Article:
JACKSONVILLE — The Bobby Bowden era ended Friday afternoon as if it were following a Hollywood script.
It began with adversity for his Florida State Seminoles against the West Virginia Mountaineers, his former school, in the Gator Bowl. But it ended in a 33-21 triumph that allowed the Seminoles to hoist their retiring coach on their shoulders for one final ride off a field to adoring chants of "Bobby Bowden" from the partisan crowd of 84,129 at Jacksonville Municipal Stadium.
"You always remember that last game," he said.
How could he not?
Although he called winning a "bonus" since he was either going to end with 388 or 389 wins and "neither one of them will throw me over the hump or nothing," the day was replete with emotionally packed scenes that perfectly, almost too perfectly, summed up his iconic career.
In the waning moments, Bowden, 80, who had wanted to return for one more season but wasn't given that option by out-going FSU president T.K. Wetherell, dashed to the end zone to toss his cap into the stands where the band sat.
Then, he took the time to greet some of his former players who were on the sideline to be there for him one last time, hoping and cheering for him to go out on a winning note.
"I just congratulated him and thanked him," said star linebacker Derrick Brooks, a member of the 1993 title team and a longtime standout with the Bucs.
"It was tough giving him that hug with less than a minute left," added quarterback Chris Weinke, a differencemaker for the 1999 championship team and the 2000 Heisman Trophy winner. "I was trying to hold back some tears. He's the best. Plain and simple, he's the best."
But since Weinke's departure after the 2000 season, Bowden's teams haven't been a fixture at the top of the polls and in contention for national championships. In fact, had the Seminoles (7-6) lost, it would have been Bowden's first losing season since going 5-6 in 1976 — his first year at FSU after a decade at West Virginia.
"I didn't need bookends," Bowden's wife, Ann, said.
The No. 18-ranked Mountaineers (9-4) looked like they might just produce that kind of ending as they jumped out to a 14-3 lead behind dazzling tailback Noel Devine.
Bowden feared his team might lack focus given all the attention his swan song had been receiving all week. The players didn't hide how much they wanted to win one for Bowden. Who didn't?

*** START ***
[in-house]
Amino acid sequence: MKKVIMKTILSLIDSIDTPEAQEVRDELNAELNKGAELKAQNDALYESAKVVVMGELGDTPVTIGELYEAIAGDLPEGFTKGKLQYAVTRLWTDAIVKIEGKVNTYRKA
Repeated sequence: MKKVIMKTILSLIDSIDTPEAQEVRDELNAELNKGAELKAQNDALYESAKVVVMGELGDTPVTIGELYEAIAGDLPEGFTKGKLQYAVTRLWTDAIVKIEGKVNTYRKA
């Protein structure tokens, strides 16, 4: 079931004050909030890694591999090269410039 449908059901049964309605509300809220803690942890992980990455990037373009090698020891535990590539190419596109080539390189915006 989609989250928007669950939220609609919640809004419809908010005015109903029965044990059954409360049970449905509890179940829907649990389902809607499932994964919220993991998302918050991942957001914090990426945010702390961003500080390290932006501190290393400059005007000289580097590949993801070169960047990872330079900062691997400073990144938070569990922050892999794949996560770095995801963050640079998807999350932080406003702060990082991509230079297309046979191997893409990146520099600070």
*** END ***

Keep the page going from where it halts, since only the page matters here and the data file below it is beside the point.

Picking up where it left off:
"I've never wanted to win a game more in my life. Ever," said offensive coordinator Jimbo Fisher, who's taking over for Bowden. "The respect I have for Bobby Bowden, he's the reason I came to Florida State. … I tried not to think of it like that because sometimes if you put too much pressure on yourself you don't do it."
The Seminoles, however, maintained their composure and let their determination show.
Redshirt freshman quarterback EJ Manuel, in just his fourth start after taking over for the injured Christian Ponder, earned the MVP award after hitting 17 of 24 passes for 189 yards and no turnovers, and rushing 14 times for 70 yards and the clinching touchdown.
"They got me on the back of my head," he said as he plowed his way into the end zone on a 2-yard run, "but it was worth it to help Coach Bowden win."
Sophomore tailback Jermaine Thomas, a Jacksonville native, had 121 yards and two touchdowns, neutralizing to a large extent the production of his counterpart, Devine (168 yards, one touchdown).
And the defense, helped in part by West Virginia fifth-year senior quarterback Jarrett Brown (ankle) leaving the game late in the first half, did its part with a key fourth-quarter stop on downs that had retiring defensive coordinator Mickey Andrews pumping his fists excitedly.
Later, Bowden's postgame news conference produced another lasting image. Ann walked over to him as he was about to answer another question, kissed him and said, "Time to go home, baby."